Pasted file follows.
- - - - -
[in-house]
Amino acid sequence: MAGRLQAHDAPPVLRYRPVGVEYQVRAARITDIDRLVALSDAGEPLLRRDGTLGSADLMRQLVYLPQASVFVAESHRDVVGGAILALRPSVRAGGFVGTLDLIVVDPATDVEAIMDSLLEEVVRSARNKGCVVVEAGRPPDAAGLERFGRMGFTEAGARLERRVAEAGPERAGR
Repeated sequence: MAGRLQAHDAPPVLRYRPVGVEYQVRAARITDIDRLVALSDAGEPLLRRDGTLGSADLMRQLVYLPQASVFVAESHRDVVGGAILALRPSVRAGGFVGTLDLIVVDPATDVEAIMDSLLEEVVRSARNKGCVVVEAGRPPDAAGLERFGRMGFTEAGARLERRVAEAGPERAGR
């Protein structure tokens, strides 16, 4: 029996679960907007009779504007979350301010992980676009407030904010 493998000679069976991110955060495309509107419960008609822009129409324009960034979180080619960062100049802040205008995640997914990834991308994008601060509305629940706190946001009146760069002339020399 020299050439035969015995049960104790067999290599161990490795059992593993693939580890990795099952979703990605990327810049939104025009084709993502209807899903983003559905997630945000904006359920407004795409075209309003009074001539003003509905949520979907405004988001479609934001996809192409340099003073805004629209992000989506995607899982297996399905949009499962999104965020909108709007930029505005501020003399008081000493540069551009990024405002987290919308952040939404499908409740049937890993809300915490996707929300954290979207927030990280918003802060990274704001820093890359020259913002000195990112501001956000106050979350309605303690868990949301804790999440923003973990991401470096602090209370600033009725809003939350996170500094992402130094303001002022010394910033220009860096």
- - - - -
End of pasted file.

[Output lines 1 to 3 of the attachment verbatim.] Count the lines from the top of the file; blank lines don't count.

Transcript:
[in-house]
Amino acid sequence: MAGRLQAHDAPPVLRYRPVGVEYQVRAARITDIDRLVALSDAGEPLLRRDGTLGSADLMRQLVYLPQASVFVAESHRDVVGGAILALRPSVRAGGFVGTLDLIVVDPATDVEAIMDSLLEEVVRSARNKGCVVVEAGRPPDAAGLERFGRMGFTEAGARLERRVAEAGPERAGR
Repeated sequence: MAGRLQAHDAPPVLRYRPVGVEYQVRAARITDIDRLVALSDAGEPLLRRDGTLGSADLMRQLVYLPQASVFVAESHRDVVGGAILALRPSVRAGGFVGTLDLIVVDPATDVEAIMDSLLEEVVRSARNKGCVVVEAGRPPDAAGLERFGRMGFTEAGARLERRVAEAGPERAGR